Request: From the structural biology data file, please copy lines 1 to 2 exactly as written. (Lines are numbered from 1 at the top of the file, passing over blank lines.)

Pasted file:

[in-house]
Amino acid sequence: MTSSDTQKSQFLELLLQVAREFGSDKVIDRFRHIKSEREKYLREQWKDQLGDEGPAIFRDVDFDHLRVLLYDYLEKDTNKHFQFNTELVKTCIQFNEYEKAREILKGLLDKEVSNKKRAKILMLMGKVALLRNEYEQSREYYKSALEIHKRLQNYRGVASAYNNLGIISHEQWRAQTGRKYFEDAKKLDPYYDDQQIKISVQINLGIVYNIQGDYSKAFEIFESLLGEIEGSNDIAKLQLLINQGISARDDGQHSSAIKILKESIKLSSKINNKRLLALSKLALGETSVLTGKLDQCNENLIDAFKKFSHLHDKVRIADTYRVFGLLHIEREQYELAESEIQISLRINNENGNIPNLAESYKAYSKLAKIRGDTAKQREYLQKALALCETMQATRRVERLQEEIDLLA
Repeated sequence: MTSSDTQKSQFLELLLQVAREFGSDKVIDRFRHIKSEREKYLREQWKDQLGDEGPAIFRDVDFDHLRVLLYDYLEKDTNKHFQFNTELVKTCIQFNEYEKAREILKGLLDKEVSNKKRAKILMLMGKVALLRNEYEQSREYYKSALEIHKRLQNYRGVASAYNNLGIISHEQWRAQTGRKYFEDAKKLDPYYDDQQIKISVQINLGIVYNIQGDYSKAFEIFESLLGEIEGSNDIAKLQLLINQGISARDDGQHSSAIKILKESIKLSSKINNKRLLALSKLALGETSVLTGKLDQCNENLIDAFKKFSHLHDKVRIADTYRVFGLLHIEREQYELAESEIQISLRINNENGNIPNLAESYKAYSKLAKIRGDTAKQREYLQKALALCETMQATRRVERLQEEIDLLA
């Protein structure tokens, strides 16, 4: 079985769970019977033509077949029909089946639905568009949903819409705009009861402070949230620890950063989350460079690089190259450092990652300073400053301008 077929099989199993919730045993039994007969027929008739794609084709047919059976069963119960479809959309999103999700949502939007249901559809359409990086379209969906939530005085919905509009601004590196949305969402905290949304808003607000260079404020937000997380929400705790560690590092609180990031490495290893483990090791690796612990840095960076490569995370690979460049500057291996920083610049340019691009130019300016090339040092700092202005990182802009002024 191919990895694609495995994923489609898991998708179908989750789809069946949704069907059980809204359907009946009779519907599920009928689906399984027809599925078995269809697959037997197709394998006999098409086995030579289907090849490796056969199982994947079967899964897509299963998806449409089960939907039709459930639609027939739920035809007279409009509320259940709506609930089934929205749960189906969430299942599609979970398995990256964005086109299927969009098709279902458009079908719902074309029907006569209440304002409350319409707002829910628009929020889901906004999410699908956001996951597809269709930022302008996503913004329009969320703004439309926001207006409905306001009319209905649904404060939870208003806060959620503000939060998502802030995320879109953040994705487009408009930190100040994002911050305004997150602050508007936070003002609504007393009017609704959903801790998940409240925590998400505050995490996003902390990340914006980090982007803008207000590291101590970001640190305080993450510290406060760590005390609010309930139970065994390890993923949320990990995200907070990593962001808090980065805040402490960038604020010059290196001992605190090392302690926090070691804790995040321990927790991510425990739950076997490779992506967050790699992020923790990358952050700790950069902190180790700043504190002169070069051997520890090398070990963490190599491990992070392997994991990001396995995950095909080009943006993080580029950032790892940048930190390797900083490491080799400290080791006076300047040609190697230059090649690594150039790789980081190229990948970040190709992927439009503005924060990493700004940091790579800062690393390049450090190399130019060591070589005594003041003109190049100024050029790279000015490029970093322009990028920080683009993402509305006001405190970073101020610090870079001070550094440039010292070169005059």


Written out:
[in-house]
Amino acid sequence: MTSSDTQKSQFLELLLQVAREFGSDKVIDRFRHIKSEREKYLREQWKDQLGDEGPAIFRDVDFDHLRVLLYDYLEKDTNKHFQFNTELVKTCIQFNEYEKAREILKGLLDKEVSNKKRAKILMLMGKVALLRNEYEQSREYYKSALEIHKRLQNYRGVASAYNNLGIISHEQWRAQTGRKYFEDAKKLDPYYDDQQIKISVQINLGIVYNIQGDYSKAFEIFESLLGEIEGSNDIAKLQLLINQGISARDDGQHSSAIKILKESIKLSSKINNKRLLALSKLALGETSVLTGKLDQCNENLIDAFKKFSHLHDKVRIADTYRVFGLLHIEREQYELAESEIQISLRINNENGNIPNLAESYKAYSKLAKIRGDTAKQREYLQKALALCETMQATRRVERLQEEIDLLA